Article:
The Israeli occupation storms Palestinian towns in the West Bank on a daily basis (Al Jazeera)

Economic pressures and unemployment are increasing in the West Bank, with daily Israeli incursions into Palestinian cities and villages, amid warnings that the situation could get out of control.

The World Bank expects the Palestinian economy to contract by 6% during the current year 2024.

The Palestinians lost 32% of jobs in the West Bank, equivalent to 276,000 jobs, due to the repercussions of Israel’s war on Gaza, as the International Labor Organization reported last December.


Hafez Ghazawneh in his small shop in Al-Bireh in the occupied West Bank is impatiently waiting for customers. Since the war launched by Israel after the Al-Aqsa flood operation, only a small number of people have bought sandwiches and falafel from him.

Before the war on Gaza, many craftsmen from nearby workshops would come to Ghazawneh’s shop to buy breakfast or lunch.

Agence France-Presse quoted Ghazouneh as saying, "Now they bring their daily meals with them from their homes, because the situation is very difficult for them as well."

Ghazauneh fears that he will be forced to close his shop if the war continues, especially since his income has decreased over the past three months.

He says that he used to earn about 8,000 shekels (about 2,122 dollars) per month, but these days his work only brings him 2,000 shekels (530 dollars) per month.

According to estimates, about 30% of the population suffers from unemployment in the Palestinian territories, while the percentage before the war was about 14%, says Taher Al-Labadi, a researcher in political economy at the French Institute for the Middle East.

After the outbreak of war, Israel withdrew 130,000 work permits from Palestinians in the West Bank, leaving them without income.

The West Bank, which has been occupied by Israel since 1967, is separated from Israeli territory by a wall, and its 3 million residents cannot go there without a permit.

powerful hit

For his part, the director of the Arab Industries Company for Cleaning and Cosmetic Materials in the industrial zone in Ramallah, Beshara Gibran, considered himself lucky, as he did not lay off any of his 70 employees.

But his business suffered a severe blow after the outbreak of war, as the soap production line made from ingredients from the Dead Sea has been completely closed since last October 7.

In total, the cessation of this production caused a loss of $200,000 in 2023, and it is expected to lose the same amount in 2024 as the war continues.

However, he continues to sell laundry detergents and other household products to the Palestinian market, and “essential products” for homes, keeping the factory running.

Gibran relied on the Gaza market for 20% of his exports, but none of his goods entered the Strip anymore. He explained that transportation costs in the West Bank increased due to the spread of checkpoints and the closure of some towns by the Israeli occupation army.

A suffocating economy

Gibran says, "Sometimes it takes a truck 4 or 5 hours to reach Nablus in the north, and when it arrives, the driver cannot enter the city due to barriers and closures, so he turns back."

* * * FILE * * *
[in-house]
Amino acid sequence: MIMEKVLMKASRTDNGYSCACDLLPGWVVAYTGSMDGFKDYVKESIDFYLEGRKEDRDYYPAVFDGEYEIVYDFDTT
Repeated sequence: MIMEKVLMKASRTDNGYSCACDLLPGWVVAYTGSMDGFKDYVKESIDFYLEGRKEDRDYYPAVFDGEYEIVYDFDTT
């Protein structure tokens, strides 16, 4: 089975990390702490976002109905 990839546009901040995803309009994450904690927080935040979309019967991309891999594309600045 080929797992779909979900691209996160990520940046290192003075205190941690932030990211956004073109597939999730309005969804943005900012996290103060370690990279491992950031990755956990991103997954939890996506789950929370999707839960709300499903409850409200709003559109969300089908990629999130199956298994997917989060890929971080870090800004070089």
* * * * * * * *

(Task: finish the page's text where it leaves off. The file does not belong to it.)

He adds that he now "delivers one truck every two or three days, whereas before, he used to deliver two trucks a day."

These factors led to a “shrinkage of the economy,” which is now operating at only 50% of its capacity, says Abdo Idris, head of the Palestinian Chambers of Commerce.

With the war, the Palestinian economy was already "suffocating" and highly dependent on Israel, as researcher Taher Al-Labadi confirms.

Although the Oslo Accords in the 1990s preserved “the political status quo,” they promised “economic development” that “would bring the different parties together,” according to Al-Labadi.

But this status quo has been undermined “because of the occupation in the West Bank. With the division of the lands, this economic development has not happened.”

He explains that as a result, in periods of crisis, the Palestinian economy - which is becoming increasingly weak - finds itself “deprived of all its resources, and has a very limited ability to withstand.”

As an example of such dependence, Israel controls the borders of the West Bank, and collects taxes on Palestinian products, which it must then transfer to the Palestinian Authority.

However, since October 7, these taxes have not been paid.

Without its money, the Palestinian Authority “has difficulty paying the salaries of its civil servants and its running expenses,” Al-Labadi explains.

According to the Palestinian Ministry of Finance, the occupation is supposed to transfer the value of the tax owed to the Palestinian Authority monthly, amounting to approximately 600 million shekels ($159.2 million), but it has not transferred these amounts since last October.

Israel announced its intention to deduct a percentage of these amounts, which the Palestinian Authority was allocating to its work in the Gaza Strip, but the Palestinian Authority rejected these deductions, which led to the suspension of the transfer of the amounts and their accumulation to reach approximately 1.8 billion shekels ($477.6 million).

The French agency quoted government employees as saying that the salaries of last December had not yet been paid, while last November they received only 65% ​​of their salaries, compared to 50% last October.

Bishara Gibran confirms that “the situation is worse than it was during the second intifada” (2000-2005) and said, “Then we knew what to expect.”

He adds with concern, "From now on, the fear of the unknown is killing us," and it is impossible to set a budget or sales forecast "because we do not know whether we will be able to go to work tomorrow or not."

Source: Al Jazeera + French